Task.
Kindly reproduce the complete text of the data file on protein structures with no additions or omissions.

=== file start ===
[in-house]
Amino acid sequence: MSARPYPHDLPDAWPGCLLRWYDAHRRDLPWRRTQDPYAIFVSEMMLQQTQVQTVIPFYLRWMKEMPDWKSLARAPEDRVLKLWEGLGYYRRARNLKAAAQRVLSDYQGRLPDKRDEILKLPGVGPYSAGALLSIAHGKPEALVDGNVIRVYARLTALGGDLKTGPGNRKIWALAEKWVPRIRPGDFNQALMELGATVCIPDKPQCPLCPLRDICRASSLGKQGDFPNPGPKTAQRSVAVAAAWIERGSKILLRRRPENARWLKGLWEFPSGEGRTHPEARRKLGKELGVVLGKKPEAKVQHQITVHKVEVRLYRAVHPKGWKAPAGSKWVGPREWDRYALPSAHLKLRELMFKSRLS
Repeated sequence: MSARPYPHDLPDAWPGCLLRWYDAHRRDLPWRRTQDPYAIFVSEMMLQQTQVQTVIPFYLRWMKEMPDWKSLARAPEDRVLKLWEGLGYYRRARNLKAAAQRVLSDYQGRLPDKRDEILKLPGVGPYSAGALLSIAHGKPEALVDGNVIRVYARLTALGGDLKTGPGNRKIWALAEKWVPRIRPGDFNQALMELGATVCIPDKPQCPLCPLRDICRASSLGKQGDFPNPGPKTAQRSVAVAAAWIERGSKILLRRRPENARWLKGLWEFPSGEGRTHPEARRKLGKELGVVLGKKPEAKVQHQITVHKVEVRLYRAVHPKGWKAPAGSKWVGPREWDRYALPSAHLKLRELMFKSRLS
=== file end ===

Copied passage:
[in-house]
Amino acid sequence: MSARPYPHDLPDAWPGCLLRWYDAHRRDLPWRRTQDPYAIFVSEMMLQQTQVQTVIPFYLRWMKEMPDWKSLARAPEDRVLKLWEGLGYYRRARNLKAAAQRVLSDYQGRLPDKRDEILKLPGVGPYSAGALLSIAHGKPEALVDGNVIRVYARLTALGGDLKTGPGNRKIWALAEKWVPRIRPGDFNQALMELGATVCIPDKPQCPLCPLRDICRASSLGKQGDFPNPGPKTAQRSVAVAAAWIERGSKILLRRRPENARWLKGLWEFPSGEGRTHPEARRKLGKELGVVLGKKPEAKVQHQITVHKVEVRLYRAVHPKGWKAPAGSKWVGPREWDRYALPSAHLKLRELMFKSRLS
Repeated sequence: MSARPYPHDLPDAWPGCLLRWYDAHRRDLPWRRTQDPYAIFVSEMMLQQTQVQTVIPFYLRWMKEMPDWKSLARAPEDRVLKLWEGLGYYRRARNLKAAAQRVLSDYQGRLPDKRDEILKLPGVGPYSAGALLSIAHGKPEALVDGNVIRVYARLTALGGDLKTGPGNRKIWALAEKWVPRIRPGDFNQALMELGATVCIPDKPQCPLCPLRDICRASSLGKQGDFPNPGPKTAQRSVAVAAAWIERGSKILLRRRPENARWLKGLWEFPSGEGRTHPEARRKLGKELGVVLGKKPEAKVQHQITVHKVEVRLYRAVHPKGWKAPAGSKWVGPREWDRYALPSAHLKLRELMFKSRLS